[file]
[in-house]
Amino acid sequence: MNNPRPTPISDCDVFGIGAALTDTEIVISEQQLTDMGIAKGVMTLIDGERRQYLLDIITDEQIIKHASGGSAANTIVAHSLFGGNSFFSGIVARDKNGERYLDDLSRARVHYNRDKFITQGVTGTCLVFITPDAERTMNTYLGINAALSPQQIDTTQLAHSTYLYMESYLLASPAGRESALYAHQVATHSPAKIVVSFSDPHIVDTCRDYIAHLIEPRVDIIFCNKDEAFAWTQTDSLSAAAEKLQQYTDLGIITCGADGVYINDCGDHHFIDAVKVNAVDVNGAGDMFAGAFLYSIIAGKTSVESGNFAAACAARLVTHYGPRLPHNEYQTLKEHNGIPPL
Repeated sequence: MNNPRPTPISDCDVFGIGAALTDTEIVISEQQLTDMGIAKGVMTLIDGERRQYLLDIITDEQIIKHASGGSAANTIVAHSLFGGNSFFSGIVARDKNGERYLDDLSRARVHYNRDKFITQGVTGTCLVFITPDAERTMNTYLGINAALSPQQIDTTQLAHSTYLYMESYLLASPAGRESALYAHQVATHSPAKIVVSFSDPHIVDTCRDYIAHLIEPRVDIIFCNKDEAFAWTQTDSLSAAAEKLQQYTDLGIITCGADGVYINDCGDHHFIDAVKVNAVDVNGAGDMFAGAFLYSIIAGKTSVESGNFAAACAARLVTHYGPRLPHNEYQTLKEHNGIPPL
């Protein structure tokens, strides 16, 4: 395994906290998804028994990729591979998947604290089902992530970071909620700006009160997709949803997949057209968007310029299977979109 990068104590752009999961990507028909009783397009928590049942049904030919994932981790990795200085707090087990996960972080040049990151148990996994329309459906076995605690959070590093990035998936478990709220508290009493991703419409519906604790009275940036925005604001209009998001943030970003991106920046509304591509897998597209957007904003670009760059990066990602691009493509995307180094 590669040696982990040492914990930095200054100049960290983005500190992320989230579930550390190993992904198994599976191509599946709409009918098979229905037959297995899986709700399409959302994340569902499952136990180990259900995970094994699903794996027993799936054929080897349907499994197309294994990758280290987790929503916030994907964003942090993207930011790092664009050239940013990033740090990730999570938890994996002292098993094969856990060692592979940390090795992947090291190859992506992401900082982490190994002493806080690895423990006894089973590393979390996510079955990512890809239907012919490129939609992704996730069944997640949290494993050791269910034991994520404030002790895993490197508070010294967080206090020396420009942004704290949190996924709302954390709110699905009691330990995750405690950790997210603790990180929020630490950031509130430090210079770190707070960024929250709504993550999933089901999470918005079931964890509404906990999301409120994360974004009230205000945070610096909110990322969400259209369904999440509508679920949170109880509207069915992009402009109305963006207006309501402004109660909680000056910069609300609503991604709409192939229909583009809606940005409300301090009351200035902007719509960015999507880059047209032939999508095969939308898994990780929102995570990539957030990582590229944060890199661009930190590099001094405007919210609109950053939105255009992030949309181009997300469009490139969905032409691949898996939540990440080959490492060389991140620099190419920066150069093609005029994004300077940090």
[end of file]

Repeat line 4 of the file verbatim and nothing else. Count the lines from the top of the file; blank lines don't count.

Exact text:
């Protein structure tokens, strides 16, 4: 395994906290998804028994990729591979998947604290089902992530970071909620700006009160997709949803997949057209968007310029299977979109 990068104590752009999961990507028909009783397009928590049942049904030919994932981790990795200085707090087990996960972080040049990151148990996994329309459906076995605690959070590093990035998936478990709220508290009493991703419409519906604790009275940036925005604001209009998001943030970003991106920046509304591509897998597209957007904003670009760059990066990602691009493509995307180094 590669040696982990040492914990930095200054100049960290983005500190992320989230579930550390190993992904198994599976191509599946709409009918098979229905037959297995899986709700399409959302994340569902499952136990180990259900995970094994699903794996027993799936054929080897349907499994197309294994990758280290987790929503916030994907964003942090993207930011790092664009050239940013990033740090990730999570938890994996002292098993094969856990060692592979940390090795992947090291190859992506992401900082982490190994002493806080690895423990006894089973590393979390996510079955990512890809239907012919490129939609992704996730069944997640949290494993050791269910034991994520404030002790895993490197508070010294967080206090020396420009942004704290949190996924709302954390709110699905009691330990995750405690950790997210603790990180929020630490950031509130430090210079770190707070960024929250709504993550999933089901999470918005079931964890509404906990999301409120994360974004009230205000945070610096909110990322969400259209369904999440509508679920949170109880509207069915992009402009109305963006207006309501402004109660909680000056910069609300609503991604709409192939229909583009809606940005409300301090009351200035902007719509960015999507880059047209032939999508095969939308898994990780929102995570990539957030990582590229944060890199661009930190590099001094405007919210609109950053939105255009992030949309181009997300469009490139969905032409691949898996939540990440080959490492060389991140620099190419920066150069093609005029994004300077940090």